Bihari–LaSalle inequality

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The Bihari–LaSalle inequality, was proved by the American mathematician Joseph P. LaSalle (1916–1983) in 1949[1] and by the Hungarian mathematician Imre Bihari (1915–1998) in 1956.[2] It is the following nonlinear generalization of Grönwall's lemma.

Let u and ƒ be non-negative continuous functions defined on the half-infinite ray [0, ∞), and let w be a continuous non-decreasing function defined on [0, ∞) and w(u) > 0 on (0, ∞). If u satisfies the following integral inequality,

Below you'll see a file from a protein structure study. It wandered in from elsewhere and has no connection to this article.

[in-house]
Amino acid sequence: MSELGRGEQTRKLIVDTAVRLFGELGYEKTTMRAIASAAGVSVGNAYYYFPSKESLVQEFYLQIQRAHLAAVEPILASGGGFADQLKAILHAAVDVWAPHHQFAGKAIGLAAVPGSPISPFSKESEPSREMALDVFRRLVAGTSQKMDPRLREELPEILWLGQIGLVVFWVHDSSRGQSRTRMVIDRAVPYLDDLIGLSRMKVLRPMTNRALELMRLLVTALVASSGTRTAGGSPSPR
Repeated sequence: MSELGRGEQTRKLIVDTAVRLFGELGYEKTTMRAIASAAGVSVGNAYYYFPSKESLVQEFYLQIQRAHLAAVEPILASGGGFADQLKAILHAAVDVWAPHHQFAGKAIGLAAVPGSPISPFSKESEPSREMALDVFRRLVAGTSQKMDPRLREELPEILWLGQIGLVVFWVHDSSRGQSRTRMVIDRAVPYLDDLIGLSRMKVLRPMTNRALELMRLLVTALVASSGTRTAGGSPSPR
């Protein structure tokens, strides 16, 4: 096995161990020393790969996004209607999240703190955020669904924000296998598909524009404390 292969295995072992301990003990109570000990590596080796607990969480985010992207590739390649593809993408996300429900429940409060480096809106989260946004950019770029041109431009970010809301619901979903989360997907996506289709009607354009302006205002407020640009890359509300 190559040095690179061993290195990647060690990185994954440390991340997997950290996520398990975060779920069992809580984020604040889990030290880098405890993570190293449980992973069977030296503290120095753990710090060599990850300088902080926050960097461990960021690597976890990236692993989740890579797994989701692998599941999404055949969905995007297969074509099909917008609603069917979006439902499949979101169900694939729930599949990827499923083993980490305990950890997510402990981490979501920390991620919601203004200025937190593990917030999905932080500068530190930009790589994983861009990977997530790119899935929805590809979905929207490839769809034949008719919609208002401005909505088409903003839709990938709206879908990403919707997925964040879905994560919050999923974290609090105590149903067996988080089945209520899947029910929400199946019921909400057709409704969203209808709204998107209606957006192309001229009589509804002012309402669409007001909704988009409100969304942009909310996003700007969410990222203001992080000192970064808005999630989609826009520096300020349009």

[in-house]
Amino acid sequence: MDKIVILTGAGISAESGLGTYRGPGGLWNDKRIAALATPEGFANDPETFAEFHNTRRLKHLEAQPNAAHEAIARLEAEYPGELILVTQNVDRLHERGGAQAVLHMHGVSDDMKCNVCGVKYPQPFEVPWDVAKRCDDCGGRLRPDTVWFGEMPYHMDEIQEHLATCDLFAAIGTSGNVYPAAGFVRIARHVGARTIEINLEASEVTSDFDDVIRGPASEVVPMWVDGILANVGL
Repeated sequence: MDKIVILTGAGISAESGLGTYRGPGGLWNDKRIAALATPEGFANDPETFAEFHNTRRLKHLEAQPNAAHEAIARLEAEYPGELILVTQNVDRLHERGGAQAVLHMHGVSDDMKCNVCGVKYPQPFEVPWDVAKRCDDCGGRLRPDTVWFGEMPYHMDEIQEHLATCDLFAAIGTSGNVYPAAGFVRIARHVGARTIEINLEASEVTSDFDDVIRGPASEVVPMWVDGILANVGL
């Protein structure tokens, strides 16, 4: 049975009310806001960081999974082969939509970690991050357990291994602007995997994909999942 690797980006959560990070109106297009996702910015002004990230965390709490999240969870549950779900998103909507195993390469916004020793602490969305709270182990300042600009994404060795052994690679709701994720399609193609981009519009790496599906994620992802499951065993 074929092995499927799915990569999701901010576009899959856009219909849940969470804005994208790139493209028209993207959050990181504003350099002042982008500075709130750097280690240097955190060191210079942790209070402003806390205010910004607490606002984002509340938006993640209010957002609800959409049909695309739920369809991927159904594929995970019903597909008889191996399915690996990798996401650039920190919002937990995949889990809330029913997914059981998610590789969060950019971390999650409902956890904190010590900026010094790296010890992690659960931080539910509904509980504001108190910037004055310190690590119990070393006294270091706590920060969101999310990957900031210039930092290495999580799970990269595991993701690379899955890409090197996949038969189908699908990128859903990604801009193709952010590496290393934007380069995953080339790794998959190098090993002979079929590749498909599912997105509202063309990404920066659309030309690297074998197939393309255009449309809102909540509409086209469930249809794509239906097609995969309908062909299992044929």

where α is a non-negative constant, then

where the function G is defined by

and G−1 is the inverse function of G and T is chosen so that


  1. ^ J. LaSalle (July 1949). "Uniqueness theorems and successive approximations". Annals of Mathematics. 50 (3): 722–730. doi:10.2307/1969559. 
  2. ^ I. Bihari (March 1956). "A generalization of a lemma of Bellman and its application to uniqueness problems of differential equations". Acta Mathematica Hungarica. 7 (1): 81–94. doi:10.1007/BF02022967.